FCP X is positioning itself as the perfect tool for people who think an unaffordably high end camera is made by GoPro. Arri's best Alexa is 3.2K? Puh! My GoPro's 4K man! Eats it for breakfast! FCP X for 45 second news snippets cut by journalists in the back of the car? Sure. Bentley commercials shot on iPhone? I suspect they went through Flame in a real facility, somewhere in Soho. FCP X has its place, but adding features like phone support before fixing the fundamentals is flawed.
Marvin said:Mostly the appeal of the headless desktop is the resistance to modern form factors. Having to use an iMac is like being made to drive a Prius instead of a Mustang, it causes an emotional reaction in some people because they have to use it in front of other bros who will laugh at them. It bothers some people because they irrationally think that machines need to look monstrous to behave that way. If Apple made a headless tower starting around $1500-2000 that you could put an Nvidia PCIe GPU in, the highest volume of noise about a pro desktop would disappear but there would nothing more high-end about it than the iMac Pro. Eventually, this road ends with compact form factors like the iMac and Macbook Pro, anything that happens in the interim is temporary.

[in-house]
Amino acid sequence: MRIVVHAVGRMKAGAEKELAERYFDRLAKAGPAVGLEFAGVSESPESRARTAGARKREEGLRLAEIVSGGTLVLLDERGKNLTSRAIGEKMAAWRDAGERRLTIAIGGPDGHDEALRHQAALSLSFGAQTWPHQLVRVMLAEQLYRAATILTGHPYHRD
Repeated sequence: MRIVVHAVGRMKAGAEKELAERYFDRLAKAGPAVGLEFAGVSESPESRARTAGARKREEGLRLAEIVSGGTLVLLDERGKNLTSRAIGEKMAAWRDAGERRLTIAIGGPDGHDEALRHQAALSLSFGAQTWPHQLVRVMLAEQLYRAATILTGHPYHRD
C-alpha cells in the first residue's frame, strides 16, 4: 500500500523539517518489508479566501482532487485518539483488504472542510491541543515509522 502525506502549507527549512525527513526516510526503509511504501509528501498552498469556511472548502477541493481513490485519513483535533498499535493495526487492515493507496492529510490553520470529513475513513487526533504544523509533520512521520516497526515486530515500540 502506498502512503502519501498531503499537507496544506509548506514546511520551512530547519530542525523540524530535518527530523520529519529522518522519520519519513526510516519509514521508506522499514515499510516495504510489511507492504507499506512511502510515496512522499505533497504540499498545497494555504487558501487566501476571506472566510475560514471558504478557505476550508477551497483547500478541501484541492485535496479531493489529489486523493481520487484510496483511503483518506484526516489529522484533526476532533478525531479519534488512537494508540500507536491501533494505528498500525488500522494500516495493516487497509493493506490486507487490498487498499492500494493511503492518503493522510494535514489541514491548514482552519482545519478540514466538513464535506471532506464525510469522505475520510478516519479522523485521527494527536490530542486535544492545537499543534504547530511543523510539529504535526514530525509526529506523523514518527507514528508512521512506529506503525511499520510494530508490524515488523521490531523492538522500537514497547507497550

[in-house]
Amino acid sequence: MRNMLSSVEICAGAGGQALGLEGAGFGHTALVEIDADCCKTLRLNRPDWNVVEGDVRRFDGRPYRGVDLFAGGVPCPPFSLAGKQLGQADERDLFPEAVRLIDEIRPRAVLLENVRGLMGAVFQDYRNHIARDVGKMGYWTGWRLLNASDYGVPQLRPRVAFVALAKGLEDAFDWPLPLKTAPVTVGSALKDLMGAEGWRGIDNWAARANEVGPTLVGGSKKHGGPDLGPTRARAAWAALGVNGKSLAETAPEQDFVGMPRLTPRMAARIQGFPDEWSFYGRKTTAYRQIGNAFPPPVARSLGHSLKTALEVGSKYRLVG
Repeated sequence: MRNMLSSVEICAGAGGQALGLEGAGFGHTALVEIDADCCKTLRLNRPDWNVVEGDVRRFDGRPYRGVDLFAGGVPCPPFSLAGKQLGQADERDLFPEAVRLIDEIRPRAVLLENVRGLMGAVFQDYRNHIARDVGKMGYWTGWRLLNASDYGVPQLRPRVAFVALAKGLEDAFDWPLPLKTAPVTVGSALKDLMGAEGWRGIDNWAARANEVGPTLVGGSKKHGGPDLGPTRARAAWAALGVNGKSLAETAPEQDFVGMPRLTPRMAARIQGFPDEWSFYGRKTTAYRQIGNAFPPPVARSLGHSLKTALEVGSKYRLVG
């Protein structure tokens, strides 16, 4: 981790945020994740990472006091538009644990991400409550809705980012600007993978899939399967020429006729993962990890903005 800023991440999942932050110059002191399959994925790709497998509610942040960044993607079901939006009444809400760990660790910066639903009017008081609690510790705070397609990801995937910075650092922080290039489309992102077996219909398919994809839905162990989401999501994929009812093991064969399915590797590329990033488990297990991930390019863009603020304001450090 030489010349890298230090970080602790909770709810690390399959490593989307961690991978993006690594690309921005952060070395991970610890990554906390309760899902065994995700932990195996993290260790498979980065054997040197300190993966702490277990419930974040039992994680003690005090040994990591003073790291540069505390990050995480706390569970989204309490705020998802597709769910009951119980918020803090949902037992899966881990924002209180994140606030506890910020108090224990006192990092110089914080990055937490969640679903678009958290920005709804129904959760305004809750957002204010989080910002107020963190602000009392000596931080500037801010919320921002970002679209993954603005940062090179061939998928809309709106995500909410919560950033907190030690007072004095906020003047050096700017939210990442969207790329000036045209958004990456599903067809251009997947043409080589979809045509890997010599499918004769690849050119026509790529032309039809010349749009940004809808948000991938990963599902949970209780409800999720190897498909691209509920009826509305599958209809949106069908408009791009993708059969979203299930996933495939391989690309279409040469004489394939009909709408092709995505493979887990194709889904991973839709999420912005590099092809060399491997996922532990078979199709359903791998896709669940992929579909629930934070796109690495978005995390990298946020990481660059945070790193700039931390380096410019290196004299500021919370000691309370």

I and others were constantly disappointed with Apple's Mac Pro roadmap then - always rumours of new machines, always just a tiny bump - that we waited. And waited. If Apple wanted a healthy upgrade cycle from its Pro customers it needed to do more than it did, and the fact that everyone's spewing stats about how fast the iMac Pro is is testament to the fact that the Mac Pro 2013 is an underpowered prosumer can, throttled by a much-vaunted Thermal Core that isn't.